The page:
In IEEE/ACM transactions on computational biology and bioinformatics
Learning representations from data is a fundamental step for machine learning. High-quality and robust drug representations can broaden the understanding of pharmacology, and improve the modeling of multiple drug-related prediction tasks, which further facilitates drug development. Although there are a number of models developed for drug representation learning from various data sources, few researches extract drug representations from gene expression profiles. Since gene expression profiles of drug-treated cells are widely used in clinical diagnosis and therapy, it is believed that leveraging them to eliminate cell specificity can promote drug representation learning. In this paper, we propose a three-stage deep learning method for drug representation learning, named DRLM, which integrates gene expression profiles of drug-related cells and the therapeutic use information of drugs. Firstly, we construct a stacked autoencoder to learn low-dimensional compact drug representations. Secondly, we utilize an iterative clustering module to reduce the negative effects of cell specificity and noise in gene expression profiles on the low-dimensional drug representations. Thirdly, a therapeutic use discriminator is designed to incorporate therapeutic use information into the drug representations. The visualization analysis of drug representations demonstrates DRLM can reduce cell specificity and integrate therapeutic use information effectively. Extensive experiments on three types of prediction tasks are conducted based on different drug representations, and they show that the drug representations learned by DRLM outperform other representations in terms of most metrics. The ablation analysis also demonstrates DRLM's effectiveness of merging the gene expression profiles with the therapeutic use information. Furthermore, we input the learned representations into the machine learning models for case studies, which indicates its potential to discover new drug-related relationships in various tasks.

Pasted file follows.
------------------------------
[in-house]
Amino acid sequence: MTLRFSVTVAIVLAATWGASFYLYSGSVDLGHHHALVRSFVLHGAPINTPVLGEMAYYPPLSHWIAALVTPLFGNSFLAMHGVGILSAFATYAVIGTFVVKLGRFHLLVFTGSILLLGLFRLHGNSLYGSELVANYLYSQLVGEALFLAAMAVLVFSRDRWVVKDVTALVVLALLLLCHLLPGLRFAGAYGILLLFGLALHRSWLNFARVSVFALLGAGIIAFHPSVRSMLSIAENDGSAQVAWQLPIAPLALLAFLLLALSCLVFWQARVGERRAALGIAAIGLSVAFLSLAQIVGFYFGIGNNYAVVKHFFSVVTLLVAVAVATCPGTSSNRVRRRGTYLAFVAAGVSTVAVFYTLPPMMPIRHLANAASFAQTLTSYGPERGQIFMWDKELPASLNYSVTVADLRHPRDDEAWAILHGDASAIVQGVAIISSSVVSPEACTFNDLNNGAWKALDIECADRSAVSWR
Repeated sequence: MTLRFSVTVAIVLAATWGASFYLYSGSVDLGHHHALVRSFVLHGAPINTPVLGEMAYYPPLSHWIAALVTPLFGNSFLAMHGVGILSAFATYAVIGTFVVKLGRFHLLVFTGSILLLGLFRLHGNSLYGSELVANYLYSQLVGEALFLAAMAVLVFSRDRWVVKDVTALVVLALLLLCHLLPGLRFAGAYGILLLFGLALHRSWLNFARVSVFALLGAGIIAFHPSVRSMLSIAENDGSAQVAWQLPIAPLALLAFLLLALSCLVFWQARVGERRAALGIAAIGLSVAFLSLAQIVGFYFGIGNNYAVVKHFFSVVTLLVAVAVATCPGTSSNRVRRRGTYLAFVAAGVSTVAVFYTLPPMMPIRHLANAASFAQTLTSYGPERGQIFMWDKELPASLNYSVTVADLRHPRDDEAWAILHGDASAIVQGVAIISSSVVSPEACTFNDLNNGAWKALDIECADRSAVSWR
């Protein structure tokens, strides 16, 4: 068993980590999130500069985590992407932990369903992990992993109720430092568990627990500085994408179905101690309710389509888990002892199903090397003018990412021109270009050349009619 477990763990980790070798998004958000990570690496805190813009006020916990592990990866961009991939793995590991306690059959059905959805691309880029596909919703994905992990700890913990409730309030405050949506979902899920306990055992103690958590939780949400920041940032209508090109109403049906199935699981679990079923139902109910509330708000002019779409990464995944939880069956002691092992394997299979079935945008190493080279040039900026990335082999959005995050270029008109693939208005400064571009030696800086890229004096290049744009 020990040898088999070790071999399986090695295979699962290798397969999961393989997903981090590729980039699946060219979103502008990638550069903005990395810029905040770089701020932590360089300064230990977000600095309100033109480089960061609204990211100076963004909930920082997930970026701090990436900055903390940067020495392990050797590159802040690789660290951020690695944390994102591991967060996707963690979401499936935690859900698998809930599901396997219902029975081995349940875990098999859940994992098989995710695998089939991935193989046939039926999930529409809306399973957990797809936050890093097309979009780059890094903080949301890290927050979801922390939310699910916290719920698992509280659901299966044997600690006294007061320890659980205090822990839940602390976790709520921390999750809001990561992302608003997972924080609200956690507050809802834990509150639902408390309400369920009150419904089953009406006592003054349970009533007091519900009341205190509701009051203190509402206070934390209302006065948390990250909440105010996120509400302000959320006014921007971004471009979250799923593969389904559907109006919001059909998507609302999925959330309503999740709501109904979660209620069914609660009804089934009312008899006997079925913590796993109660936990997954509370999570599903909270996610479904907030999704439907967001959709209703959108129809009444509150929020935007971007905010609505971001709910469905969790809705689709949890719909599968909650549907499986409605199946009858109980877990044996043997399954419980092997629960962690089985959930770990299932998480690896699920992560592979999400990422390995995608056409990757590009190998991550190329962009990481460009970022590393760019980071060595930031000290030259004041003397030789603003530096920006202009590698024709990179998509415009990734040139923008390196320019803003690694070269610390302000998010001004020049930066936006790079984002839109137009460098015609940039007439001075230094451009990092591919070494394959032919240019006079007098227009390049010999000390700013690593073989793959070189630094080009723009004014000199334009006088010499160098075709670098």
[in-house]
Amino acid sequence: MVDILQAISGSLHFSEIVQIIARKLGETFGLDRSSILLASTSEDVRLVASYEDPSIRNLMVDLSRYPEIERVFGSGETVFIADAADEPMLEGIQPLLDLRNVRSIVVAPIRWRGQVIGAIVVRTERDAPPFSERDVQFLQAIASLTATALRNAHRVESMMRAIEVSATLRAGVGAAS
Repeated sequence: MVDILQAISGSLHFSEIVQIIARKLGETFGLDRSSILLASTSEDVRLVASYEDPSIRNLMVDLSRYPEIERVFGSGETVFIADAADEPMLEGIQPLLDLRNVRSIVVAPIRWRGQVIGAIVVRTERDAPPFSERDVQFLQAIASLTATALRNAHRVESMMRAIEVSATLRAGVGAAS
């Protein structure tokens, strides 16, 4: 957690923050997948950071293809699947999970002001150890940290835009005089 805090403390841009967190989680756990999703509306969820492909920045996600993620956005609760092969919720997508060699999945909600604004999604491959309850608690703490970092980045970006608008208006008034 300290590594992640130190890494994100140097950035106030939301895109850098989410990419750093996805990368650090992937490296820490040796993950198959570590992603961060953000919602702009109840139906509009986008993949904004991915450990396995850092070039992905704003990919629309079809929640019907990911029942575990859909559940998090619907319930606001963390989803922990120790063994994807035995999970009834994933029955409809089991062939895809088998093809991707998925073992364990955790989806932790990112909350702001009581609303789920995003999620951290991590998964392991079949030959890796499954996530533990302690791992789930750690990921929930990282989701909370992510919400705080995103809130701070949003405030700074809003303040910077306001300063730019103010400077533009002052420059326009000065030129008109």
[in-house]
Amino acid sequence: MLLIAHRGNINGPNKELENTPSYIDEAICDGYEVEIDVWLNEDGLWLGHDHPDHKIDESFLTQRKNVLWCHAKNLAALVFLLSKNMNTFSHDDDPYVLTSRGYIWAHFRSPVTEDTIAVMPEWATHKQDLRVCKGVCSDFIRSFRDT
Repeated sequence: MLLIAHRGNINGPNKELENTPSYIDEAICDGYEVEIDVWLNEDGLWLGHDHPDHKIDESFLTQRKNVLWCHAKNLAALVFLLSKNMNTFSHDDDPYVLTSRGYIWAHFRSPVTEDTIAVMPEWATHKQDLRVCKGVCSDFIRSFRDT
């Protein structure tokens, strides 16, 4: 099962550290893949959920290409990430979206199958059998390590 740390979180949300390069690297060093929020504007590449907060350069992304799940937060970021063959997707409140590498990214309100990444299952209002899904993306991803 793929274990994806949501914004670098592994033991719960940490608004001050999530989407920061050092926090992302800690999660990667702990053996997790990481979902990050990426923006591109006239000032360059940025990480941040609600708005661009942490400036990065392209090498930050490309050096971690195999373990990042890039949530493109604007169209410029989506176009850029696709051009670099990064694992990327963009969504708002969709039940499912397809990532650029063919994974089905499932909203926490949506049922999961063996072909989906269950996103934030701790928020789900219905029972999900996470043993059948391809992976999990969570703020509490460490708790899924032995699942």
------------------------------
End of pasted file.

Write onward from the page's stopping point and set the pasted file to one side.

Fu Haitao, Zhao Cecheng, Niu Xiaohui, Zhang Wen